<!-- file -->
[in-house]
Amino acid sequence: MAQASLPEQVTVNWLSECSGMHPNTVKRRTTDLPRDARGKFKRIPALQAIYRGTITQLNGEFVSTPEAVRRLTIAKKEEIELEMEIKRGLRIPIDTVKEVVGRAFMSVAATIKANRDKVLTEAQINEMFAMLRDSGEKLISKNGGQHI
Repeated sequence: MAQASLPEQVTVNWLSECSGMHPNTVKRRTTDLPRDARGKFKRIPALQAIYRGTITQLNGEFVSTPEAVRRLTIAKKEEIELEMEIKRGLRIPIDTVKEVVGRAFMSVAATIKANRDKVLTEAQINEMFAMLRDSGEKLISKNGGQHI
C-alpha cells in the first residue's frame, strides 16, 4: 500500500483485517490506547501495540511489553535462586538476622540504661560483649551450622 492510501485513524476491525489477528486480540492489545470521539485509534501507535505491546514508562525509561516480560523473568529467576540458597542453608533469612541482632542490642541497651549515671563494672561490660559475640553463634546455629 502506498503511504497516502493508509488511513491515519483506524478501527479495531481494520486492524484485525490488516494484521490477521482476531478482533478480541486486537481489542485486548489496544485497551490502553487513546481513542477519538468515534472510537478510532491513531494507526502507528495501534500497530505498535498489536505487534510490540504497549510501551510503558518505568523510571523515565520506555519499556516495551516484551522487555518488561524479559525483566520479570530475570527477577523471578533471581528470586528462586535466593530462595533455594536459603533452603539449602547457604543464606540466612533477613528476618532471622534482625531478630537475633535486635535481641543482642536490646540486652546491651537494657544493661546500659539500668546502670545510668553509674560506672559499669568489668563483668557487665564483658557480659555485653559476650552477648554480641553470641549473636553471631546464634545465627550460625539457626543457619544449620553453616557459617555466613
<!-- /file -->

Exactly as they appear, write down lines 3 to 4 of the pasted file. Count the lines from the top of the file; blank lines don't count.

Repeated sequence: MAQASLPEQVTVNWLSECSGMHPNTVKRRTTDLPRDARGKFKRIPALQAIYRGTITQLNGEFVSTPEAVRRLTIAKKEEIELEMEIKRGLRIPIDTVKEVVGRAFMSVAATIKANRDKVLTEAQINEMFAMLRDSGEKLISKNGGQHI
C-alpha cells in the first residue's frame, strides 16, 4: 500500500483485517490506547501495540511489553535462586538476622540504661560483649551450622 492510501485513524476491525489477528486480540492489545470521539485509534501507535505491546514508562525509561516480560523473568529467576540458597542453608533469612541482632542490642541497651549515671563494672561490660559475640553463634546455629 502506498503511504497516502493508509488511513491515519483506524478501527479495531481494520486492524484485525490488516494484521490477521482476531478482533478480541486486537481489542485486548489496544485497551490502553487513546481513542477519538468515534472510537478510532491513531494507526502507528495501534500497530505498535498489536505487534510490540504497549510501551510503558518505568523510571523515565520506555519499556516495551516484551522487555518488561524479559525483566520479570530475570527477577523471578533471581528470586528462586535466593530462595533455594536459603533452603539449602547457604543464606540466612533477613528476618532471622534482625531478630537475633535486635535481641543482642536490646540486652546491651537494657544493661546500659539500668546502670545510668553509674560506672559499669568489668563483668557487665564483658557480659555485653559476650552477648554480641553470641549473636553471631546464634545465627550460625539457626543457619544449620553453616557459617555466613